Catholic bishops have voiced opposition to a resolution expected to be taken up on Wednesday on the Matić Report, which refers to abortion as “essential health service."
The Commission of Bishops of the European Union are warning of a document that could lead to guaranteed legal abortion across the continent if adopted by the EU.
The European Parliament is expected to vote on Wednesday on the so-called Matić Report, which refers to abortion as an “essential health service” and a “human right.”
“Abortion is advocated in the draft resolution as an ‘essential health service’ that should be available to everyone,” the bishops’ statement said. “In our view, this classification is ethically untenable. A medical intervention of such magnitude cannot and must not become a normal practice; its qualification as an essential service degrades the unborn child. As Church, we are convinced that human life from the beginning, including unborn life, possesses its own dignity and independent right to protection.”
Presented by the Croatian member of the European Parliament Predrag Fred Matić March 25, the document is formally known as “The situation of sexual and reproductive health and rights in the EU, in the framework of women’s health.”
Bishops uphold rights of the unborn
On June 17, the Secretariat of the Commission of the Bishops’ Conferences of the European Union (COMECE) released a Position Paper in which they welcomed the “fundamental concern” to “protect the health and rights of women,” but objected to the representations and arguments made in the draft resolution.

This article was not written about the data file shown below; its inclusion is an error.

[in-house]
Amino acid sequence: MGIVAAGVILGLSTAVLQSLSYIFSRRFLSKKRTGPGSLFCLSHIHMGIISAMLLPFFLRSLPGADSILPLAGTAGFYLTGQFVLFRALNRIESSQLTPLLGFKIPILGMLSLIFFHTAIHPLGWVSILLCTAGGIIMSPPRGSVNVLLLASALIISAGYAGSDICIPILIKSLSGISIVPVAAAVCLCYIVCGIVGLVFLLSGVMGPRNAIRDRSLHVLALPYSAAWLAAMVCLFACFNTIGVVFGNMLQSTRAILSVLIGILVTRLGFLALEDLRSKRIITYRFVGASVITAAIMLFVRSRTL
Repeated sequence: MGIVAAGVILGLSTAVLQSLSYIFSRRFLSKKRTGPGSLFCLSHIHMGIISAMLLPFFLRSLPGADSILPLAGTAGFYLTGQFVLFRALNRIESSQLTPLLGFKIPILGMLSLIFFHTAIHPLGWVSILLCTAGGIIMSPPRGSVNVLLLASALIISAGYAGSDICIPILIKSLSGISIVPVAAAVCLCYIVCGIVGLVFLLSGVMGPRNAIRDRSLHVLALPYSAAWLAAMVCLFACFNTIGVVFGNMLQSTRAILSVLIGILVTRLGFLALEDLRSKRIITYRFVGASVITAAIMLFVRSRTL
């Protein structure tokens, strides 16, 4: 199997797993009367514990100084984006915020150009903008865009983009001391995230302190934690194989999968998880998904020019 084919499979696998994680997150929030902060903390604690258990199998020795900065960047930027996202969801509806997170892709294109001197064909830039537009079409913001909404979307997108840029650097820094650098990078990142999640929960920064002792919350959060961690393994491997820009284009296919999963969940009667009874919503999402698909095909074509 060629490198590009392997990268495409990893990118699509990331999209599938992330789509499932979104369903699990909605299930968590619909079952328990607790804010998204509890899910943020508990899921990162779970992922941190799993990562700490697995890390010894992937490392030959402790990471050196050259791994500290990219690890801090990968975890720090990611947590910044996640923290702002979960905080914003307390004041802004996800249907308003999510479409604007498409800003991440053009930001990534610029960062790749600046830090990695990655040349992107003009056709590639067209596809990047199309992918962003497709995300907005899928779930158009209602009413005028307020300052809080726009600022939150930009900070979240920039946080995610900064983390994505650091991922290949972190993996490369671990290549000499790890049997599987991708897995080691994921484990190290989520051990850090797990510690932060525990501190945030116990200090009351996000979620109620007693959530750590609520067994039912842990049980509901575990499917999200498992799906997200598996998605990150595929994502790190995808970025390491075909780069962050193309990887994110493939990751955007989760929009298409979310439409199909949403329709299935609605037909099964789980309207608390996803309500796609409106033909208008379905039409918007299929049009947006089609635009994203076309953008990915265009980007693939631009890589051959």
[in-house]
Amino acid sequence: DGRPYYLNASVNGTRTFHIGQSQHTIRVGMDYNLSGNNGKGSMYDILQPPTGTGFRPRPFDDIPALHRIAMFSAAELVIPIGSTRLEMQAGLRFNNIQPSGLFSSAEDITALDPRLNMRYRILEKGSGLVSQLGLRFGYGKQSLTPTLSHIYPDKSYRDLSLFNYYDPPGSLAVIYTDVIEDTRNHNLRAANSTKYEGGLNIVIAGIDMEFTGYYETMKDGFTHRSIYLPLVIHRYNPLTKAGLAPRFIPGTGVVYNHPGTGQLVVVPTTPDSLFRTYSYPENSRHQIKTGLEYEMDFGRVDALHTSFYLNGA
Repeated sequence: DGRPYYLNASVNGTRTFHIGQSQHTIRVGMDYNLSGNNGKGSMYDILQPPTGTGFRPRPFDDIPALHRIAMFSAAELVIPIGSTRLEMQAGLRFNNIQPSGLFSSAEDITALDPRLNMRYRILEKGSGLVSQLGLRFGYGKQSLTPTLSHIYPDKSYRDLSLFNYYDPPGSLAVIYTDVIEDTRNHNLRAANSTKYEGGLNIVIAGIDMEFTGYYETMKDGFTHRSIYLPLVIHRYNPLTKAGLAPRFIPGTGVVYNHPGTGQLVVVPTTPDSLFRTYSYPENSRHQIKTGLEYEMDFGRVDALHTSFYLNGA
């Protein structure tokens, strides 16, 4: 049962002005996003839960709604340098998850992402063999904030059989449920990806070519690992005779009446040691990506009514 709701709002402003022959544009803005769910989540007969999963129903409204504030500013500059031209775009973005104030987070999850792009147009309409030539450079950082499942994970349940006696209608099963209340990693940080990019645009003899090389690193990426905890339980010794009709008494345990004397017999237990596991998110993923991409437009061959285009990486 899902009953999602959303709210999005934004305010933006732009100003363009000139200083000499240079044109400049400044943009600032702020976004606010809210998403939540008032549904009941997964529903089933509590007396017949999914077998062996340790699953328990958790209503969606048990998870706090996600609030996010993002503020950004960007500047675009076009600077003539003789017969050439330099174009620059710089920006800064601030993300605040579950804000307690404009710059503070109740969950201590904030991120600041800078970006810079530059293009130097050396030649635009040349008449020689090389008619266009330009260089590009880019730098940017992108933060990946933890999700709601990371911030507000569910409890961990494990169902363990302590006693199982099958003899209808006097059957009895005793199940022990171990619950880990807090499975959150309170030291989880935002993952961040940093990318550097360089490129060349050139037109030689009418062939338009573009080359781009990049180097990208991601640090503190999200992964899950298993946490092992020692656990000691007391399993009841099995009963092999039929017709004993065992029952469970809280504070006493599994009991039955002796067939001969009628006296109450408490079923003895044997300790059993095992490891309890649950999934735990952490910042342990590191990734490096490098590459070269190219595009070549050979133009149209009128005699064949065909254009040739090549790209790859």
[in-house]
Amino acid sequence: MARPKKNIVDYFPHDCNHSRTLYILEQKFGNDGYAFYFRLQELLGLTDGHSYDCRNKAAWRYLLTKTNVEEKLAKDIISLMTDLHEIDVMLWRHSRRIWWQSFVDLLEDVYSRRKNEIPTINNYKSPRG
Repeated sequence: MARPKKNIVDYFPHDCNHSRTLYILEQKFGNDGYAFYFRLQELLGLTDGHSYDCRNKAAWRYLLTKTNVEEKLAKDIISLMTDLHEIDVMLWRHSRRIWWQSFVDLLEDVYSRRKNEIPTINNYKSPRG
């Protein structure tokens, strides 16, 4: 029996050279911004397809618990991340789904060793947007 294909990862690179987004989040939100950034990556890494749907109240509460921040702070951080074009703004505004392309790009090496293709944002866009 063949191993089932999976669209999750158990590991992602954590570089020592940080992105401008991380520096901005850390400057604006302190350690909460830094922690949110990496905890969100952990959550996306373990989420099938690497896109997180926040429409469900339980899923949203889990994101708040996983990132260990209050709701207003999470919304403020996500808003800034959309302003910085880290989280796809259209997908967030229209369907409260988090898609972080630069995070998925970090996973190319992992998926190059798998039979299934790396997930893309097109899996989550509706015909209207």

“We see the unborn child as an independent life created in God’s image and owing its existence to His will,” the bishops stated. “The unborn child has a human right to life. In its Brüstle decision, the European Court of Justice was unable to rule out the possibility that the unborn human life is endowed with its own dignity and therefore recognized the embryo as the bearer of this human dignity.”
No rights for conscientious objectors
The draft resolution also negates the fundamental right to conscientious objection, the bishops pointed out. This is contrary to a 2010 ruling of the Parliamentary Assembly of the Council of Europe, which said, “No person, hospital or institution shall be coerced, held liable or discriminated against in any manner because of a refusal to perform, accommodate, assist or submit to an abortion, the performance of a human miscarriage, or euthanasia, or any act which could cause the death of a human fetus or embryo, for any reason.”
Grégor Puppinck, General Director of the European Center for Law and Justice, told the National Catholic Register that if adopted, the Matić Report will serve as a reference for the European Commission’s action in the future, and subsequently at national levels as well.
The Register pointed out that the report also promotes universal access to modern contraceptive methods and assisted reproductive technologies (ART) for all people, single or married, regardless of sexual orientation.
Though abortion is legal in most European Union countries, it is not in Andorra, Malta and San Marino. In Liechtenstein, it is permitted only when the mother’s life or health is at risk or the pregnancy is the result of sexual assault.
Monaco and Poland allow abortion only is a mother’s life or health is at risk, the pregnancy is the result of sexual assault or involves a severe fetal anomaly.